One day, on my Facebook group for women in tech, I asked this question: “How did you start to code? What is your story?”. We had so many different replies in that thread that it inspired me to write this blog post today. I reached out to these women to get to know more about how they got into coding.
We all have a different story on how each of us started to code. Whether it was at school, with a parent, a friend, or at 40 years old when you decided you wanted to change your career. Today, I wanted to share various stories of women and how they first learned how to code. So… what are you waiting for?
My name is Madeleine Alzamora, I am from Montreal / Uruguay. I hold a bachelor’s degree in Political Science and International Relations. I loved my journey through university, especially the 2012 student strike which was an unprecedented milestone and trainer for me. Upon graduating from university, diploma in hand, job opportunities related to my field of study did not come as fast as I had expected. That’s when I got introduced to web programming.
People convinced me that it would be easy to learn by myself since tons of people had done it and that there are tons of resources and tutorials online. So I’ve started learning HTML and CSS through codeacademy.com. Once I completed the lessons, I reproduced simple landing pages. Afterwards, I attended a Ladies Learning Code workshop, and at the end of the day I was told: “The next time you come, I want to see you as a mentor. Challenge accepted! When the day came, it was at this point that I found that my learning efforts had brought immediate results. A month later, I started working at a digital agency as a web integrator…
The quick results obtained are one of the reasons why I like coding. However, it’s a constant work in process that needs tons of perseverance, learning capacity and resilience to restart again and again. Though it also pays back in self-confidence and assurance to keep on going every time you find the way. Since the possibilities of learning are endless it drives me forward. Moreover, this sphere of activity, technology, has secured a part of my life because it gave me opportunities and freedom. The winning strategy of my journey has been the combination of discipline, code at least 20 or 30 minutes a day it really makes a difference, participation in the Montreal’s tech community because you have to put yourself out there, and finally, I have to say that without my mentors Cassie and Guillaume this wouldn’t have been possible – thanks for the challenges, the opportunities, the knowledge exchange and patience <3.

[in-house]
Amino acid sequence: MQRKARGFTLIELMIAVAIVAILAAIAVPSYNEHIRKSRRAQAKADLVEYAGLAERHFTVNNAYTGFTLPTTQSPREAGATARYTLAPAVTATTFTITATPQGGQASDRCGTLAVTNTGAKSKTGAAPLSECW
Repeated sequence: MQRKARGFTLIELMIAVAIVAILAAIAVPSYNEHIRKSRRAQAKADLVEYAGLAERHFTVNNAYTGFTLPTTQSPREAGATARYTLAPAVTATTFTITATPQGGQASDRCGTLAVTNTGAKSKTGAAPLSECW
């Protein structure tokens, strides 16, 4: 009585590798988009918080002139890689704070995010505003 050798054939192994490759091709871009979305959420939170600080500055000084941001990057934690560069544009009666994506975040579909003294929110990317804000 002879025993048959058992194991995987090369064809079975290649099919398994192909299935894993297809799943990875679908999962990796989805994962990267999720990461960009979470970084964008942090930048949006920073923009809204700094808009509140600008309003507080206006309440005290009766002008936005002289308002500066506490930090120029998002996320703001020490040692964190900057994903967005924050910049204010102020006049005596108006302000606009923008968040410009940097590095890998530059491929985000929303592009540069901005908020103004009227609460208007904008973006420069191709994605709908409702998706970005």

Today, I’m still a web integrator with Valtech Canada, a co-chapter lead of the Girls Learning Code in Montreal, I take web contracts, and I participate in an alternative bootcamp coding: les Pitonneux where I meet people who want new opportunities.
Hello, my name is Angela, 23, and I’m coming from one small country in Europe, Macedonia. I was interested in computers even when I didn’t have one; then when I was 9 I got my first one, a year later my first internet connection and the obsession began. Through the years while every kid’s obsession was to chat on mIRC, MSN Messenger and Skype I was doing some stuff what was unimaginable for 14 years old kid, especially a girl. I’m talking about hacking into emails, social media accounts, kicking neighbor’s WI-FI connection, etc. I know this is bad but I’m kinda proud of it (:D) and to be clear, back then the protection of those things was very poor. High school was the time when I finally understood programming, in four years I’ve learned the basics of programming and at the end, I thought that I’m ready for university but I was wrong. The first year was all about C, C++, and RobotC, I got stuck in place for whole two years. I took OOP in Java course in one local academy, and now everything is fine, in August I will become Bachelor in Computer Science and Engineering. Right now I’m a freelance Android and sometimes Backend developer.